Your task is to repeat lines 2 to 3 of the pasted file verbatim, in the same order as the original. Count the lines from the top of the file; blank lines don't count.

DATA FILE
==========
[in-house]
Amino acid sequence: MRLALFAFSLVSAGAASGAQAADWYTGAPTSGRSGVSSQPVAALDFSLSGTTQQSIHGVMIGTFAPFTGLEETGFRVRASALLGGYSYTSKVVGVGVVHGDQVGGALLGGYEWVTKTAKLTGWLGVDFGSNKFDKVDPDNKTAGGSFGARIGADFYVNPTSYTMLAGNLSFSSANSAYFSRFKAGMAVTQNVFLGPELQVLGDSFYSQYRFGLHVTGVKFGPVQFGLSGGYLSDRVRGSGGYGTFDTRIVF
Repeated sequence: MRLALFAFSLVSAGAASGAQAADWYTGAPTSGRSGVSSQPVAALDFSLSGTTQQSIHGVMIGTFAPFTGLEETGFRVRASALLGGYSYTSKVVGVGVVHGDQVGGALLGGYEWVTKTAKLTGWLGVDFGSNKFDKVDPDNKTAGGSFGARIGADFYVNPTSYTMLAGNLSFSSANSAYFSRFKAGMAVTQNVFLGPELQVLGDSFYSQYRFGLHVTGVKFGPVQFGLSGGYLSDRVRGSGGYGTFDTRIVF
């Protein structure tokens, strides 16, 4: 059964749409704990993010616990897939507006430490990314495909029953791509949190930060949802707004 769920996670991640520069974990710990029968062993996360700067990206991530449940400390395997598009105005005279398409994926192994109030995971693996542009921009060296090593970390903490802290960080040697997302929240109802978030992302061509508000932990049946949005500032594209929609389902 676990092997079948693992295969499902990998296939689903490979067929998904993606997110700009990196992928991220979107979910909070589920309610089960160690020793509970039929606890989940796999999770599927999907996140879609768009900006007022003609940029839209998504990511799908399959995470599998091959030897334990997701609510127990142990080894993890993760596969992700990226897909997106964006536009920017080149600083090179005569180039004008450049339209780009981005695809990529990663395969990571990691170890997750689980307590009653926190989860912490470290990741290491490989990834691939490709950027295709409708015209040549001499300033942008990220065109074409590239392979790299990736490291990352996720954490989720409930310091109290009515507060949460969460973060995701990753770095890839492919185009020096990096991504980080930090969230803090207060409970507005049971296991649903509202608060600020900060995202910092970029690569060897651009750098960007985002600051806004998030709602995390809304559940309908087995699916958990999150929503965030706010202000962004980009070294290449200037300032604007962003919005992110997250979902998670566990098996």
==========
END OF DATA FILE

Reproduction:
Amino acid sequence: MRLALFAFSLVSAGAASGAQAADWYTGAPTSGRSGVSSQPVAALDFSLSGTTQQSIHGVMIGTFAPFTGLEETGFRVRASALLGGYSYTSKVVGVGVVHGDQVGGALLGGYEWVTKTAKLTGWLGVDFGSNKFDKVDPDNKTAGGSFGARIGADFYVNPTSYTMLAGNLSFSSANSAYFSRFKAGMAVTQNVFLGPELQVLGDSFYSQYRFGLHVTGVKFGPVQFGLSGGYLSDRVRGSGGYGTFDTRIVF
Repeated sequence: MRLALFAFSLVSAGAASGAQAADWYTGAPTSGRSGVSSQPVAALDFSLSGTTQQSIHGVMIGTFAPFTGLEETGFRVRASALLGGYSYTSKVVGVGVVHGDQVGGALLGGYEWVTKTAKLTGWLGVDFGSNKFDKVDPDNKTAGGSFGARIGADFYVNPTSYTMLAGNLSFSSANSAYFSRFKAGMAVTQNVFLGPELQVLGDSFYSQYRFGLHVTGVKFGPVQFGLSGGYLSDRVRGSGGYGTFDTRIVF